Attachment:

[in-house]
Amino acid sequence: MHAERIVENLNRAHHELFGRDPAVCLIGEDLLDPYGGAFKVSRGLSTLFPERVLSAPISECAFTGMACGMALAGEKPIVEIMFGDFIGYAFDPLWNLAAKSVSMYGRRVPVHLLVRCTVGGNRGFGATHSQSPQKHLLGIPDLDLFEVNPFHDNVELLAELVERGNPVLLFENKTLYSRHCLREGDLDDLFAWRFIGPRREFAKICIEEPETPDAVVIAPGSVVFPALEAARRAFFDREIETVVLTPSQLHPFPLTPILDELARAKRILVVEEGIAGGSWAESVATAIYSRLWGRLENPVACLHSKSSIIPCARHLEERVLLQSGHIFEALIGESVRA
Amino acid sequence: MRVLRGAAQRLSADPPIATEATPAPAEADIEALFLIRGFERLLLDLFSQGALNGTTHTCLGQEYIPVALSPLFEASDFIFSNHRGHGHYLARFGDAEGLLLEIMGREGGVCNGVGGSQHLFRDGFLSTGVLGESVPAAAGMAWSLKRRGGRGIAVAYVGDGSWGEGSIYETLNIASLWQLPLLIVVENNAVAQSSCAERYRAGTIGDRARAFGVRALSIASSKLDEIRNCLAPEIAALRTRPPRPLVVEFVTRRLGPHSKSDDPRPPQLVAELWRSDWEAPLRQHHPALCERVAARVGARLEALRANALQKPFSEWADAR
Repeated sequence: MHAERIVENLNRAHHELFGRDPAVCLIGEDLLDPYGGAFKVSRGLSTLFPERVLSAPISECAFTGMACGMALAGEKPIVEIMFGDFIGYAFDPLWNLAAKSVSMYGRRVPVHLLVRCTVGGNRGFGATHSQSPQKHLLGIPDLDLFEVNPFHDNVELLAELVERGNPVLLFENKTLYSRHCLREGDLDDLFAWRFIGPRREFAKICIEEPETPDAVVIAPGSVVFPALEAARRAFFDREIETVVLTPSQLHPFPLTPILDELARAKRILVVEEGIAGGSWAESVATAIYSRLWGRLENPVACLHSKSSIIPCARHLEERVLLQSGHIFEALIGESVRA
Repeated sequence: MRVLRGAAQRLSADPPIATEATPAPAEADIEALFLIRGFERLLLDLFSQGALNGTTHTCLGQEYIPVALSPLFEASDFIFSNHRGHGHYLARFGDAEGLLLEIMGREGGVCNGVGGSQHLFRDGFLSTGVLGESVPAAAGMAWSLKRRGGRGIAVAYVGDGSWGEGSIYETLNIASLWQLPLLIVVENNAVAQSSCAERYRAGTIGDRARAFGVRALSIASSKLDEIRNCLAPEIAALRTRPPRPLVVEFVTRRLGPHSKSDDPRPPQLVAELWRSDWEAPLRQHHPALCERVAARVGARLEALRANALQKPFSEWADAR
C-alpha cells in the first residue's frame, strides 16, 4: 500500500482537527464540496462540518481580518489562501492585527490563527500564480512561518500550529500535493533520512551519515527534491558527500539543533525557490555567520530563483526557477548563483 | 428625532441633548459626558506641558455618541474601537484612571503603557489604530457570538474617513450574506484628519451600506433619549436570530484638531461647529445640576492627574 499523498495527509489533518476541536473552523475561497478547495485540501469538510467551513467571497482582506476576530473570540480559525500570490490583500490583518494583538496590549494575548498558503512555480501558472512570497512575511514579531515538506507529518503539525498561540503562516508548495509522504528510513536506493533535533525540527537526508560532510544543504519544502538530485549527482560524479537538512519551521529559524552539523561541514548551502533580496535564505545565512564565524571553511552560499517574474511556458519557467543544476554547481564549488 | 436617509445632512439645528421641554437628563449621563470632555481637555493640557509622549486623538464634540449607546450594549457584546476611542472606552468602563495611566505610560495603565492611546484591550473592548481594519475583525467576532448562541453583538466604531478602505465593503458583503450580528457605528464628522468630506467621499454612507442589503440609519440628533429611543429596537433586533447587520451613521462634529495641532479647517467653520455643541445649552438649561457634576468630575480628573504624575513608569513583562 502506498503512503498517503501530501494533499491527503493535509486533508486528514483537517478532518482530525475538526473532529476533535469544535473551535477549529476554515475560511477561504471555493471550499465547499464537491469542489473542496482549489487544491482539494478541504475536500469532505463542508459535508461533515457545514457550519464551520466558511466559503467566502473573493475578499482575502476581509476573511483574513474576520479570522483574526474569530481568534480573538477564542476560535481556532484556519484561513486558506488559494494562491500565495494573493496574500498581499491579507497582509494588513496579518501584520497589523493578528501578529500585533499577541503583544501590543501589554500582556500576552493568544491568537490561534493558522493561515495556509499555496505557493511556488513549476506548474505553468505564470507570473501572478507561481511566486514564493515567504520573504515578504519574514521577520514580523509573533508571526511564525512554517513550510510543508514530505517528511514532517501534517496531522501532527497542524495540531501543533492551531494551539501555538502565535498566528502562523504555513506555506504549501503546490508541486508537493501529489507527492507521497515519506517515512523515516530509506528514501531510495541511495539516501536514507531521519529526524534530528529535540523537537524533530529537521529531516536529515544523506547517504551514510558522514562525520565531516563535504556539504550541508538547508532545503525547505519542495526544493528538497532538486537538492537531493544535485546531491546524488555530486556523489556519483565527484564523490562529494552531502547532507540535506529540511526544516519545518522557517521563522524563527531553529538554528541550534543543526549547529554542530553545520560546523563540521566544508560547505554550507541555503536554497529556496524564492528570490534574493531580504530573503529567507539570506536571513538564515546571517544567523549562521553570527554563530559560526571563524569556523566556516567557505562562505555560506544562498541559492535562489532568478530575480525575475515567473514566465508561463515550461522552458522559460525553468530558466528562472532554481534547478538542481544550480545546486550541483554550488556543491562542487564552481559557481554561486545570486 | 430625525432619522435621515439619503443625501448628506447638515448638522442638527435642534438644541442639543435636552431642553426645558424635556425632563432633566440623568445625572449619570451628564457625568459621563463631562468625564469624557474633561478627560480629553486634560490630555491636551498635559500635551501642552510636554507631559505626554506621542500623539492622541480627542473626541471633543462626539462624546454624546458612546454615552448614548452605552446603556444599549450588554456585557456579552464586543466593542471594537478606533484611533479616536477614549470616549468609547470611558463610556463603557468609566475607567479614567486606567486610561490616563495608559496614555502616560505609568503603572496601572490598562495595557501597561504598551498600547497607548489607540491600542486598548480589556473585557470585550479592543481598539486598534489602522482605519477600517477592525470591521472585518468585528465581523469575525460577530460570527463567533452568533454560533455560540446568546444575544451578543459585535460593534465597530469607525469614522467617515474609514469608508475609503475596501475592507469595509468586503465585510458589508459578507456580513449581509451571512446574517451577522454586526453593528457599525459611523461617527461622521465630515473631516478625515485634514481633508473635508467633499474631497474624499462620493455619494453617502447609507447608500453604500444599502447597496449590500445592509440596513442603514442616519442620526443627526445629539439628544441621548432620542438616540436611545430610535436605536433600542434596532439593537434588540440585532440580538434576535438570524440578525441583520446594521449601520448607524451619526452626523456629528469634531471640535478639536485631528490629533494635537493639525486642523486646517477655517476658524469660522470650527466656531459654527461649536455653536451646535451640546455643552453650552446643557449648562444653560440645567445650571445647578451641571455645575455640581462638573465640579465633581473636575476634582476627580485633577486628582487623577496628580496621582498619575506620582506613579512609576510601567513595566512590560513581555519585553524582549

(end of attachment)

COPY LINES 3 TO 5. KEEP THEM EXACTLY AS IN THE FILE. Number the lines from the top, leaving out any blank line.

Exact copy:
Amino acid sequence: MRVLRGAAQRLSADPPIATEATPAPAEADIEALFLIRGFERLLLDLFSQGALNGTTHTCLGQEYIPVALSPLFEASDFIFSNHRGHGHYLARFGDAEGLLLEIMGREGGVCNGVGGSQHLFRDGFLSTGVLGESVPAAAGMAWSLKRRGGRGIAVAYVGDGSWGEGSIYETLNIASLWQLPLLIVVENNAVAQSSCAERYRAGTIGDRARAFGVRALSIASSKLDEIRNCLAPEIAALRTRPPRPLVVEFVTRRLGPHSKSDDPRPPQLVAELWRSDWEAPLRQHHPALCERVAARVGARLEALRANALQKPFSEWADAR
Repeated sequence: MHAERIVENLNRAHHELFGRDPAVCLIGEDLLDPYGGAFKVSRGLSTLFPERVLSAPISECAFTGMACGMALAGEKPIVEIMFGDFIGYAFDPLWNLAAKSVSMYGRRVPVHLLVRCTVGGNRGFGATHSQSPQKHLLGIPDLDLFEVNPFHDNVELLAELVERGNPVLLFENKTLYSRHCLREGDLDDLFAWRFIGPRREFAKICIEEPETPDAVVIAPGSVVFPALEAARRAFFDREIETVVLTPSQLHPFPLTPILDELARAKRILVVEEGIAGGSWAESVATAIYSRLWGRLENPVACLHSKSSIIPCARHLEERVLLQSGHIFEALIGESVRA
Repeated sequence: MRVLRGAAQRLSADPPIATEATPAPAEADIEALFLIRGFERLLLDLFSQGALNGTTHTCLGQEYIPVALSPLFEASDFIFSNHRGHGHYLARFGDAEGLLLEIMGREGGVCNGVGGSQHLFRDGFLSTGVLGESVPAAAGMAWSLKRRGGRGIAVAYVGDGSWGEGSIYETLNIASLWQLPLLIVVENNAVAQSSCAERYRAGTIGDRARAFGVRALSIASSKLDEIRNCLAPEIAALRTRPPRPLVVEFVTRRLGPHSKSDDPRPPQLVAELWRSDWEAPLRQHHPALCERVAARVGARLEALRANALQKPFSEWADAR